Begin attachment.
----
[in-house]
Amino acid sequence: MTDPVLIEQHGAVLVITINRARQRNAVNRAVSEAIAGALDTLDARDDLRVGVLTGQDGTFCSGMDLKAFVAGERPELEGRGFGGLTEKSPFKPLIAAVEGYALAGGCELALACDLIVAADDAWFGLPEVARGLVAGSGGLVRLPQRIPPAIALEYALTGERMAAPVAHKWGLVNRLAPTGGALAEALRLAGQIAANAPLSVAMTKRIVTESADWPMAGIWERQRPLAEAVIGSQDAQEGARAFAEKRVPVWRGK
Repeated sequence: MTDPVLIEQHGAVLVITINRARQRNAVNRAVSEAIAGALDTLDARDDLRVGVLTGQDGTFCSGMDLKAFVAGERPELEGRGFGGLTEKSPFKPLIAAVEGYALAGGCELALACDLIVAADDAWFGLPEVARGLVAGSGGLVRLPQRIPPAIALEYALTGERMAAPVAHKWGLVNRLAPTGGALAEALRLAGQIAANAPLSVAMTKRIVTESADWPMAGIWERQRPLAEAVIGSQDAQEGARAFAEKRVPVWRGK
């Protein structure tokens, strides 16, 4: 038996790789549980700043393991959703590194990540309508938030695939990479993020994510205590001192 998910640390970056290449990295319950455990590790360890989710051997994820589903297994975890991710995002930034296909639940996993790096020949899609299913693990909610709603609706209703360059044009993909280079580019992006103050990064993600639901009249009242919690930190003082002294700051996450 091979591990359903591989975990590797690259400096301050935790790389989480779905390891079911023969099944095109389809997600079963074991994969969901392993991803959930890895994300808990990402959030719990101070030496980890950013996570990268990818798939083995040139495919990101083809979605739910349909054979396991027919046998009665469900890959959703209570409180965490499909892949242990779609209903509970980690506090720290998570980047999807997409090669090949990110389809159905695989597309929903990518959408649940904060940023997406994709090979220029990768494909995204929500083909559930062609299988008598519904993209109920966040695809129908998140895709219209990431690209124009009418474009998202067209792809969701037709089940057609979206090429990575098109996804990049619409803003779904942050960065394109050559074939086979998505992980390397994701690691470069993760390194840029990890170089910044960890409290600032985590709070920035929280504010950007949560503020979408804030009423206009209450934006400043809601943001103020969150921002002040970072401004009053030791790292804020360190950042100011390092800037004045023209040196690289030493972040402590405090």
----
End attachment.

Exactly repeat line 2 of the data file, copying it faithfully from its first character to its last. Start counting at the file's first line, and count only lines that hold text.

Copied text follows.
Amino acid sequence: MTDPVLIEQHGAVLVITINRARQRNAVNRAVSEAIAGALDTLDARDDLRVGVLTGQDGTFCSGMDLKAFVAGERPELEGRGFGGLTEKSPFKPLIAAVEGYALAGGCELALACDLIVAADDAWFGLPEVARGLVAGSGGLVRLPQRIPPAIALEYALTGERMAAPVAHKWGLVNRLAPTGGALAEALRLAGQIAANAPLSVAMTKRIVTESADWPMAGIWERQRPLAEAVIGSQDAQEGARAFAEKRVPVWRGK